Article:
This topic contains 3 replies, has 3 voices, and was last updated by Anonymous 3 years, 2 months ago.
RicklesPParticipantAugust 2, 2016 at 1:02 pm #166520
I got a good one for ya. I maintain a customer system in a protected environment which does not directly touch the internet. We get updates made available monthly thru a filtered/scanned WSUS upline server. We hold our own WSUS server inside our environment. We get advertisements when updates are available, and approve/download/test/deploy as you would on any managed system.
We also use an MDT-based deployment system for x86 and x64 Win 7 images. We’ve not worried about ‘slipstreaming’ approved updates into the deployable images before, but time to deploy per client is now becoming an issue. We are currently testing a PS script to add all approved updates to the WIM files, but because our WSUS content store holds content for our mix of server and client OSs, Office, SQL, Sharepoint, etc., there’s a lot of updates to scan through, which takes a good deal of time (due to weak performance on the backbone we’re working with, we’re expecting well over 24 hours for the test pass currently running, as I write this.) Having gone thru step-by-step examination of our existing script steps, we can see that all the CAB files are being correctly listed by the query of the content store, but the first few fail to apply. Checking the DISM logs shows that the first few CAB files processed don’t include a specimen manifest, called ‘update.mum’. Since there are over 8,800 CAB files to be processed against the WIM files, we are trying to find some way of identifying which CAB files can be ignored because they don’t have that manifest. We realise that not all updates that do have the manifest file will apply to both images, we just want to speed the slipstream/merge process up.
If you open one of these CAB files in Windows Explorer, you can see all the contents without issue. But isn’t feasible for the size of our content store. So what we’re trying to do is work out a way to check the contents of each CAB file for the expected manifest file, before trying to apply it to the mounted image file. If we have some process which creates a listing of known-compliant CAB files, and we simply process that list against the images, so be it. If we can do it on the fly in the existing script as the recursive lookup collects all the CAB file names, even better. But we’re stumped. Our script executes just fine, it simply takes sooo llloooonnggg and takes over the server in the process. We only want to make the whole thing more efficient.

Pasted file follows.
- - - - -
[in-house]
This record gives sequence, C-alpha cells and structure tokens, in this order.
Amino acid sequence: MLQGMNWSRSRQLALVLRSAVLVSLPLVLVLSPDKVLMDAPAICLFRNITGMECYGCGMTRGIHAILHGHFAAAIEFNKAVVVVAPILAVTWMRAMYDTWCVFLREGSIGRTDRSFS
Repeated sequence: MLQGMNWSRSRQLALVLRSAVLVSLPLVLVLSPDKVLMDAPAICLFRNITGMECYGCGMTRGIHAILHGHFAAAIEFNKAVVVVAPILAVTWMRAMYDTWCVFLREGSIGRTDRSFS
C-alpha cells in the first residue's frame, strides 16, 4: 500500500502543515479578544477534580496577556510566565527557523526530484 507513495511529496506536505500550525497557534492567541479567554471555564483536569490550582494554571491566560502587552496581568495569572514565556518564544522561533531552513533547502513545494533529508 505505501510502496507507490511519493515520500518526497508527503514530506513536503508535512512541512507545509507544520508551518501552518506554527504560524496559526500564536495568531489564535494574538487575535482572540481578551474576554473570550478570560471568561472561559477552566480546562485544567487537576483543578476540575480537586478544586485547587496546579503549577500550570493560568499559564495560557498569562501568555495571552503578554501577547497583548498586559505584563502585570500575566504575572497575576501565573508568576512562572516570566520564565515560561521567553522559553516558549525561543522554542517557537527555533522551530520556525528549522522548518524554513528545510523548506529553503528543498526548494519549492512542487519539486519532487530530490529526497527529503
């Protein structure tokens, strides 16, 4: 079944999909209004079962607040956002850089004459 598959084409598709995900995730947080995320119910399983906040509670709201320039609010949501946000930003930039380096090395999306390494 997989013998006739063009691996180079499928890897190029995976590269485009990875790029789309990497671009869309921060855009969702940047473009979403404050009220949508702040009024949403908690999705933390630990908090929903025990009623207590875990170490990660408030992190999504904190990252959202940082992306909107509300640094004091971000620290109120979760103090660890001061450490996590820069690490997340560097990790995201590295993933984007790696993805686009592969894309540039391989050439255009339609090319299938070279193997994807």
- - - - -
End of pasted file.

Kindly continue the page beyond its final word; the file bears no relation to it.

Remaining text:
AnonymousAugust 5, 2016 at 12:44 pm #371946
Nobody?? Ended up suspending backups for a few days to let the DISM tool scan every CAB file in the WSUS store to try and apply any applicable ones to the mounted image we wanted updating. And it’s knocked over 90 minutes off of a deployment of that image. Now we just have to do it regularly to keep the image updated.
OssianModeratorAugust 6, 2016 at 12:22 am #191330
Have you the resources for a dedicated DISM server so you can process the updates separate from your backups?
AnonymousAugust 7, 2016 at 12:37 pm #371948
Not on my development system, sadly, at the moment. What I plan to do moving forward is to use a physical server or even a workstation as the mount host and run the merge over a weekend, on that client (original server tried on is a VM). Calling the update files from the maintenance server, which also run my MDT and backups, shouldn’t impact the backups if I start the image update late enough. The biggest issue I wanted to see about was cutting down the number of CAB files that need to be tried against the mounted image for applicability. But I can’t see any way to automate the examination of the CAB contents to see if a particular manifest file is present. If not, that CAB can be skipped before checking against the image. I can open each one in Explorer and look, but that is a seriously man-draulic process.
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